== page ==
Etymology
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loco-weed (n.)
plant of the U.S. West, noted for its effect on cattle and horses that ate it, 1877; see loco (adj.) "crazy" + weed (n.).
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in-flight (adj.)
also inflight, "during or within a flight," 1945, from in (prep.) + flight.
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in situ 
1740, Latin, literally "in its (original) place or position," from ablative of situs "site" (see site (n.)).
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in-store (adj.)
also instore, 1954, from in (prep.) + store (n.). In Middle English, instore was a verb meaning "to restore, renew," from Latin instaurare.
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shoo-in (n.)
"easy winner" (especially in politics), 1939, from earlier sense "horse that wins a race by pre-arrangement" (1928); the verb phrase shoo in in this sense is from 1908; from shoo (v.) + in (adv.).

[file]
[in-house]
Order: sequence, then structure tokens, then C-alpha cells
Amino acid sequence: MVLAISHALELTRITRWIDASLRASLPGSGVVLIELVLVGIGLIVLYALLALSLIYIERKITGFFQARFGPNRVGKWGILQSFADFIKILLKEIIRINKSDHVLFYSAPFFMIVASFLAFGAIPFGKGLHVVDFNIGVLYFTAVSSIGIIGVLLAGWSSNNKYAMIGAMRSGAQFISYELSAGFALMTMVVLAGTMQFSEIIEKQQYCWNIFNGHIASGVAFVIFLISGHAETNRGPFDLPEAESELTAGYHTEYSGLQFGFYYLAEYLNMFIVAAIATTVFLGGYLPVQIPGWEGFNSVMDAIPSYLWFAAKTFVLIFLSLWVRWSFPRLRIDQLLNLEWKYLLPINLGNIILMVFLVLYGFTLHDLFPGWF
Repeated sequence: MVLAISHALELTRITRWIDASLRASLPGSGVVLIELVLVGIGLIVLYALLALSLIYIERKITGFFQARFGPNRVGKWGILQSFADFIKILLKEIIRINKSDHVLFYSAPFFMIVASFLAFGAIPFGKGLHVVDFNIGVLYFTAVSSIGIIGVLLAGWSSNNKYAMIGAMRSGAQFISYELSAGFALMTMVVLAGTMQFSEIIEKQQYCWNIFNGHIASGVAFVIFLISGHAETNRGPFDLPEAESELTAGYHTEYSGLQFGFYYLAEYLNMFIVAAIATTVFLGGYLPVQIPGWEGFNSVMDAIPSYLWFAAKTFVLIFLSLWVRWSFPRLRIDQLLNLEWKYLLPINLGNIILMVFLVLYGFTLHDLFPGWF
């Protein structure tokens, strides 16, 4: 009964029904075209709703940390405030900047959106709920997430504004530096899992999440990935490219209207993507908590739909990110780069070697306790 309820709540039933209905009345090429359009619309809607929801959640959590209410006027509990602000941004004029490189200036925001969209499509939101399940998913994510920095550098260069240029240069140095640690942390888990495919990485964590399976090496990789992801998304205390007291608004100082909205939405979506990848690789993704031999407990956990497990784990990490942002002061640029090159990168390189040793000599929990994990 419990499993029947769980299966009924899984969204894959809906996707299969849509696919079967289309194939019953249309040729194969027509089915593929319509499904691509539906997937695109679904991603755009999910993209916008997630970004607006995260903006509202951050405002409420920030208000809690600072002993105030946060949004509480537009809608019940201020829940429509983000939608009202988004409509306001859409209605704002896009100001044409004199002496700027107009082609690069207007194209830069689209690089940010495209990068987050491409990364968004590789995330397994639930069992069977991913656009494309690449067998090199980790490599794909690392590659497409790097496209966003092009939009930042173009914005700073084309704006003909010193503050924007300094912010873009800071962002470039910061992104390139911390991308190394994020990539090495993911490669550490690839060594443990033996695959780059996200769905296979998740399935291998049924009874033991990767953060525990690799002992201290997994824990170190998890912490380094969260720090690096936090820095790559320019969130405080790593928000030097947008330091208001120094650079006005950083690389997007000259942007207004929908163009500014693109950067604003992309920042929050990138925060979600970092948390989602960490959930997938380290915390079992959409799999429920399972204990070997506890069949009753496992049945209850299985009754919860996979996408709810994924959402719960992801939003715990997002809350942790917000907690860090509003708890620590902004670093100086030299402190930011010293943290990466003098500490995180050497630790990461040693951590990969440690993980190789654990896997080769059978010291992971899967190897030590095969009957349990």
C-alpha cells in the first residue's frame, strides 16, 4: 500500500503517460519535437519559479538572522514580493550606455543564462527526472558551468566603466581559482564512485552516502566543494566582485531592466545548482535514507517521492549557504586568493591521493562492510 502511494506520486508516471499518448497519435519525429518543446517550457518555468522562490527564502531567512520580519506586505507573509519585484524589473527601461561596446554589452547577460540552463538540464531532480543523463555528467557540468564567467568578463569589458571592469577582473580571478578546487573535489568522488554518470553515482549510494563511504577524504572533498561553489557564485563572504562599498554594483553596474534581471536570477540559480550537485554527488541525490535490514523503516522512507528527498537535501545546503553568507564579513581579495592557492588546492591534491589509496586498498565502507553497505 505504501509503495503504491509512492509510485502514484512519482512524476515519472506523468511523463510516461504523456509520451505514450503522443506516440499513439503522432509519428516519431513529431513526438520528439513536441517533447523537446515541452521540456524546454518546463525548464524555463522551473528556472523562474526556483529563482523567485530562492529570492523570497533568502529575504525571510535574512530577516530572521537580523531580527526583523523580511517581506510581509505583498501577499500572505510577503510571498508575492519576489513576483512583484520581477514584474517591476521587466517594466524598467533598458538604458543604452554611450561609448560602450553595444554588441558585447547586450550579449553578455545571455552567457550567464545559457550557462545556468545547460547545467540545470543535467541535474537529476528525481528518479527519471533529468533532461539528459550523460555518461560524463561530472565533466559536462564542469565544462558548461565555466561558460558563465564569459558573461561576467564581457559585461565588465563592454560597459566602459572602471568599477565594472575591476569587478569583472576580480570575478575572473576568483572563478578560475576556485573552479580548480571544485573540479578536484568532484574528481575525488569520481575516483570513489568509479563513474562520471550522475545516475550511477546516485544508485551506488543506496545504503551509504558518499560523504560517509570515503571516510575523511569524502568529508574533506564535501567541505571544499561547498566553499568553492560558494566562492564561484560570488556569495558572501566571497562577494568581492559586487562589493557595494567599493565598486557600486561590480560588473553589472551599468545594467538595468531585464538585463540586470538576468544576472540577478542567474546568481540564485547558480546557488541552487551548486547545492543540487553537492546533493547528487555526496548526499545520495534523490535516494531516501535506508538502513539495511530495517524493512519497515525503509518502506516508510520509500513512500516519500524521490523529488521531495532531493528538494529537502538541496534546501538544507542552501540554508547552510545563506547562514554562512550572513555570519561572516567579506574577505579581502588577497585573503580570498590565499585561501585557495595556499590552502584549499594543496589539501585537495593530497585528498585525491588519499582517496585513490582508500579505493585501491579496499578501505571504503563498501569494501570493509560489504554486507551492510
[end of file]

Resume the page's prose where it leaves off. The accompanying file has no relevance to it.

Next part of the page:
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trade-in (n.)
1917, in reference to used cars, from verbal phrase, from trade (v.) + in (adv.).
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in-patient (n.)
also inpatient, "person lodged and fed, as well as treated, at a hospital or infirmary," 1760, from in (adj.) + patient (n.). As an adjective by 1890.
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in-itselfness (n.)
1879, in philosophy; see in (adv.) + itself + -ness.
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in toto (adv.)
Latin, "as a whole, wholly, completely, utterly, entirely," from toto, ablative of totus "whole, entire" (see total (adj.)); "always or nearly always with verbs of negative sense" [Fowler].
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plug-in (adj.)

"designed to be plugged into a socket," 1922, from the verbal phrase, from plug (v.) + in (adv.).

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